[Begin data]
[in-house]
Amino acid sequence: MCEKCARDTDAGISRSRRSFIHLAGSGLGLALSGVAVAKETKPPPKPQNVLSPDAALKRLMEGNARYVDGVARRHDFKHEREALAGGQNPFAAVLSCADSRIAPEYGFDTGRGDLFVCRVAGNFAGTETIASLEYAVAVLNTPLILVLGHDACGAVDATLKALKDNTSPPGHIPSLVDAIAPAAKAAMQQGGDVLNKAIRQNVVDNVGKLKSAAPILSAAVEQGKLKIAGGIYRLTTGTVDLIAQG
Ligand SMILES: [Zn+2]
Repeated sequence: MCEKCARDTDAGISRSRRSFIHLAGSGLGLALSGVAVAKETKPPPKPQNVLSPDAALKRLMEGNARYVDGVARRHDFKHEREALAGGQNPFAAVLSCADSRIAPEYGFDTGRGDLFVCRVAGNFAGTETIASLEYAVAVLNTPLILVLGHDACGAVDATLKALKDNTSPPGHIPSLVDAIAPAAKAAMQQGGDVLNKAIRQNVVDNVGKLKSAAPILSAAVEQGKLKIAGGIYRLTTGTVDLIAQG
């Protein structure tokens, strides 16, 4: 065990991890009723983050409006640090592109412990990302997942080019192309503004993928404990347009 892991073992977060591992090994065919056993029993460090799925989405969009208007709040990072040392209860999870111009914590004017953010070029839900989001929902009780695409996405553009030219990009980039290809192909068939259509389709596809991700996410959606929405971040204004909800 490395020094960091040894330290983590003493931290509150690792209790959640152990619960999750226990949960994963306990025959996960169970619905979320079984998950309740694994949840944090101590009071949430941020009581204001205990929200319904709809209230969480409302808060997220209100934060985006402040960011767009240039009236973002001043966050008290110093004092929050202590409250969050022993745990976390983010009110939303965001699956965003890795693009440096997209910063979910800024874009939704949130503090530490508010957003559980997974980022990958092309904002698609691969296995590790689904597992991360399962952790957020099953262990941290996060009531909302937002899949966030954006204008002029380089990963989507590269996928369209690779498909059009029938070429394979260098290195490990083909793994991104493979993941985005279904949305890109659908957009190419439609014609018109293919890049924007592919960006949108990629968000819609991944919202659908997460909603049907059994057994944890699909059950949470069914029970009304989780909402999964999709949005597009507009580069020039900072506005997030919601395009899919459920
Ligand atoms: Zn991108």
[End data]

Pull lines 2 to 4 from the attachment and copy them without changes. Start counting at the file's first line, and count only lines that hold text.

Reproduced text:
Amino acid sequence: MCEKCARDTDAGISRSRRSFIHLAGSGLGLALSGVAVAKETKPPPKPQNVLSPDAALKRLMEGNARYVDGVARRHDFKHEREALAGGQNPFAAVLSCADSRIAPEYGFDTGRGDLFVCRVAGNFAGTETIASLEYAVAVLNTPLILVLGHDACGAVDATLKALKDNTSPPGHIPSLVDAIAPAAKAAMQQGGDVLNKAIRQNVVDNVGKLKSAAPILSAAVEQGKLKIAGGIYRLTTGTVDLIAQG
Ligand SMILES: [Zn+2]
Repeated sequence: MCEKCARDTDAGISRSRRSFIHLAGSGLGLALSGVAVAKETKPPPKPQNVLSPDAALKRLMEGNARYVDGVARRHDFKHEREALAGGQNPFAAVLSCADSRIAPEYGFDTGRGDLFVCRVAGNFAGTETIASLEYAVAVLNTPLILVLGHDACGAVDATLKALKDNTSPPGHIPSLVDAIAPAAKAAMQQGGDVLNKAIRQNVVDNVGKLKSAAPILSAAVEQGKLKIAGGIYRLTTGTVDLIAQG